Ode on a Grecian Urn
Ode on a Grecian Urn
In the poem “Ode on a Grecian Urn,” Keats took inspiration from a visit to a museum exhibiting artifacts, one of which is an urn with figures on its surface. The urn depicts scenes taken from ancient Greek life. Intrigued by the Urn’s beauty and the figures depicted on its sides, Keats was moved to write a poem expressing wonder, admiration, questions and criticisms. Without knowing who these figures are, what they are meant to reflect and to what purpose were they made for, the poet revels in the mystery they represent.
The Ode’s first stanza is filled with wonder and questions; the last stanza has none. Being a piece of art, the urn can speak to its viewers in whatever way it chooses to communicate. In the first stanza of the poem, the writer addresses an ancient urn and reflects on its beauty and what story it can tell. He calls the urn a “historian” possessing secret knowledge. The writer looks at one group of pictures that seem to be of men pursuing women. He wonders if it was a pursuit among lovers, a struggle between sexes, or a playful episode among the young on a beautiful day.
In the next stanza, the poet focuses on another figure on the vase. This time, it portrays a man with his lover, both lying beneath a tree while he plays his pipe. The writer declares that the pipe’s silent music is sweeter than a mortal’s music because the former lives through time. While the man and woman cannot kiss because they are frozen in time, they should not despair because their beauty and youth will forever remain. In one stanza, the poet is able to present two contrasting realities. One is that of unfilled longing through eternity, while the other speaks of unfading glory.
The ode’s third stanza reflects the poet’s general feeling of happiness for the things he observed about the couple described in the previous stanza, as well as the trees surrounding them. The poet is glad for the trees’ leaves, which will forever be green and remain attached to the branches. The poet is also happy that the man with the pipe will have his songs forever new. He is also happy that the lovers’ love will last until eternity. Here, the poet laments that mortal love is just the passing of passion.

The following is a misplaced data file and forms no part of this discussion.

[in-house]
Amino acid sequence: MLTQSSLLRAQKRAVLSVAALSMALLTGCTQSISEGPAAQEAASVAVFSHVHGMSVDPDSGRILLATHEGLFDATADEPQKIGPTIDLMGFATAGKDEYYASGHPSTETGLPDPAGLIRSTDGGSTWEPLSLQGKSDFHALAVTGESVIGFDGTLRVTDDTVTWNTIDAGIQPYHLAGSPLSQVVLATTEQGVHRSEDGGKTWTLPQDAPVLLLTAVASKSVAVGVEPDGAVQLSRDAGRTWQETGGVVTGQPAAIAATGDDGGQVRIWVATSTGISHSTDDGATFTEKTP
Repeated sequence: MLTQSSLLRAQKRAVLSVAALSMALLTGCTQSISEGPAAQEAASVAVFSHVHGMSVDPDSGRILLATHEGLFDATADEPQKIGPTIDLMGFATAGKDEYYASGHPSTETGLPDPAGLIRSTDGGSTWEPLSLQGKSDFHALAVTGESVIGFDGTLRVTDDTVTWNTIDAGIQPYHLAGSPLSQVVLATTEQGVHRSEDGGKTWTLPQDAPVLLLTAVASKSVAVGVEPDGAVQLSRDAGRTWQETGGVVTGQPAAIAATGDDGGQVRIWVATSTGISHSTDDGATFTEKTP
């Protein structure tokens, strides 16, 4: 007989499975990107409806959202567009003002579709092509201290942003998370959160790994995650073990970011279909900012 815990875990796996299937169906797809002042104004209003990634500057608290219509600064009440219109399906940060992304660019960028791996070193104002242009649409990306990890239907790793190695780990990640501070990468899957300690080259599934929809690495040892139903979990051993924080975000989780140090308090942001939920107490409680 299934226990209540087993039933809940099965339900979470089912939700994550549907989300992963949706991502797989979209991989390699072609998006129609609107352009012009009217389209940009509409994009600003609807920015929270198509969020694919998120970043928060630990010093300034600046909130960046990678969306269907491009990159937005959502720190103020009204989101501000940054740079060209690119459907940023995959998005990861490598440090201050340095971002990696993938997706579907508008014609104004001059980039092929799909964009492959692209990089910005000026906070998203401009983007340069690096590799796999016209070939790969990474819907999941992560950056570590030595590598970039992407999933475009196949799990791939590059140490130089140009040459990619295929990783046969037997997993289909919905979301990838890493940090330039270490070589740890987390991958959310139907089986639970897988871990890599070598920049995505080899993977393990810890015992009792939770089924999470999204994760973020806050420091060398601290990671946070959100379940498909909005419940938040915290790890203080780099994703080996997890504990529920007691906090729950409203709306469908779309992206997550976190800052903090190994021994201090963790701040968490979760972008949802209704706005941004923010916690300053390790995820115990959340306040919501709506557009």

By the time it passes, which it eventually will, there is nothing left. In the fourth stanza of the Ode, the poet turns to examine another picture. This time, it represents villagers leading a young cow, which seems to be a sacrificial offering. He imagines where they have come from and where they are headed for. The poet visualizes empty streets because the citizens have all left to witness the sacrifice. And the streets will forever remain empty for those who have left the town are frozen on their way to the sacrificial place.
For the fifth and final stanza, the poet goes back to addressing the urn. He tells the ornamental vase that while it lives and remain forever, the poet’s generation would have long passed. He ends it with the famous quote that equates beauty with truth. By doing this, the author seems to criticize and admire the urn at the same time. While the poet thinks the urn beautiful, he thinks that that is the only thing it will ever possess. This is the same manner of admiration and criticisms that the poet has vested on the characters found on the urn.
University/College: University of Chicago
Type of paper: Thesis/Dissertation Chapter
Date: 18 October 2016
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